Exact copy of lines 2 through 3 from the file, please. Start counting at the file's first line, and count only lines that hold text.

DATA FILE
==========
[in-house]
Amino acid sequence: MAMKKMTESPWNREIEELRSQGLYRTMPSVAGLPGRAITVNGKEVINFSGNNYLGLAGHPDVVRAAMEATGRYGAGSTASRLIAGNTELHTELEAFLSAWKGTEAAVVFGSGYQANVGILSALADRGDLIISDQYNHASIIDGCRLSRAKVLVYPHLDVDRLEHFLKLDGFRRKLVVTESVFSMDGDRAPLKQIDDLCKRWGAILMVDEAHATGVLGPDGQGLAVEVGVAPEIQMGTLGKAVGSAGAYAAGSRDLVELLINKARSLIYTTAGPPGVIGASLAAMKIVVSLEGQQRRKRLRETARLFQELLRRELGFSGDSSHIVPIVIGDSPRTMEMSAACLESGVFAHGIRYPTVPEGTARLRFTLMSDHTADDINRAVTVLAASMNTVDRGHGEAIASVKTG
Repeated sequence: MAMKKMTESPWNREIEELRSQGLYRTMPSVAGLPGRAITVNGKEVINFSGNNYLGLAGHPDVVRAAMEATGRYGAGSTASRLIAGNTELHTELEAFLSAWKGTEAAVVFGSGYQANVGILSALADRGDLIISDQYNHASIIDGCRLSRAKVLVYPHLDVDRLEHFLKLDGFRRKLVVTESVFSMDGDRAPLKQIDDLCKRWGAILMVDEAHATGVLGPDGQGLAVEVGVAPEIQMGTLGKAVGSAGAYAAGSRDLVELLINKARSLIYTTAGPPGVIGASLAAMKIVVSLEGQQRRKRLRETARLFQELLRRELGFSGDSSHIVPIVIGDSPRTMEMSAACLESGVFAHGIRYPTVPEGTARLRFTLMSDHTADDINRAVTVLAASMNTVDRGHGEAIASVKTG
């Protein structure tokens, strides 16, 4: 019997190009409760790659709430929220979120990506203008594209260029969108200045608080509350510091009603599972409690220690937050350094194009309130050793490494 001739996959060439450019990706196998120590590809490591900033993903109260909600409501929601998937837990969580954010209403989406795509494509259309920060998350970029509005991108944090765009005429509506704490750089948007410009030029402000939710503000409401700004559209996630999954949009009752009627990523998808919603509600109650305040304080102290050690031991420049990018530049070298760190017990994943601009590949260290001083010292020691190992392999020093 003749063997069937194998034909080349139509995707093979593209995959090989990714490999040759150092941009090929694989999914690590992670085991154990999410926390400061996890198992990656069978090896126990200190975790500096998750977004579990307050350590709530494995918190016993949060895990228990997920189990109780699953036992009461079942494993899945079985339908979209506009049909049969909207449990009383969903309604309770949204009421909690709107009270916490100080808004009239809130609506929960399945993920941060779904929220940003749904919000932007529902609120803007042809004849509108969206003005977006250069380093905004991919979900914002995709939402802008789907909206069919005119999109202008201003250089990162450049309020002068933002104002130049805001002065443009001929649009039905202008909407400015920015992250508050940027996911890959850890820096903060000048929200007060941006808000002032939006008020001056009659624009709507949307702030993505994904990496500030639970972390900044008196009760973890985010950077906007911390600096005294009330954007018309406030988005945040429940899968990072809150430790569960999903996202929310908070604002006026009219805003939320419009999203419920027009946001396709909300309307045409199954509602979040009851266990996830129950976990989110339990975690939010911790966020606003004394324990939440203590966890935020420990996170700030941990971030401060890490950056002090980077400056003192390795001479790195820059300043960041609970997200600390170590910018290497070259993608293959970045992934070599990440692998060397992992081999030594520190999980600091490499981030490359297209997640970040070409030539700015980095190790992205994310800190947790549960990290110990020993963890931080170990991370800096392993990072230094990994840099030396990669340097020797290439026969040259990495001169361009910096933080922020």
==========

Amino acid sequence: MAMKKMTESPWNREIEELRSQGLYRTMPSVAGLPGRAITVNGKEVINFSGNNYLGLAGHPDVVRAAMEATGRYGAGSTASRLIAGNTELHTELEAFLSAWKGTEAAVVFGSGYQANVGILSALADRGDLIISDQYNHASIIDGCRLSRAKVLVYPHLDVDRLEHFLKLDGFRRKLVVTESVFSMDGDRAPLKQIDDLCKRWGAILMVDEAHATGVLGPDGQGLAVEVGVAPEIQMGTLGKAVGSAGAYAAGSRDLVELLINKARSLIYTTAGPPGVIGASLAAMKIVVSLEGQQRRKRLRETARLFQELLRRELGFSGDSSHIVPIVIGDSPRTMEMSAACLESGVFAHGIRYPTVPEGTARLRFTLMSDHTADDINRAVTVLAASMNTVDRGHGEAIASVKTG
Repeated sequence: MAMKKMTESPWNREIEELRSQGLYRTMPSVAGLPGRAITVNGKEVINFSGNNYLGLAGHPDVVRAAMEATGRYGAGSTASRLIAGNTELHTELEAFLSAWKGTEAAVVFGSGYQANVGILSALADRGDLIISDQYNHASIIDGCRLSRAKVLVYPHLDVDRLEHFLKLDGFRRKLVVTESVFSMDGDRAPLKQIDDLCKRWGAILMVDEAHATGVLGPDGQGLAVEVGVAPEIQMGTLGKAVGSAGAYAAGSRDLVELLINKARSLIYTTAGPPGVIGASLAAMKIVVSLEGQQRRKRLRETARLFQELLRRELGFSGDSSHIVPIVIGDSPRTMEMSAACLESGVFAHGIRYPTVPEGTARLRFTLMSDHTADDINRAVTVLAASMNTVDRGHGEAIASVKTG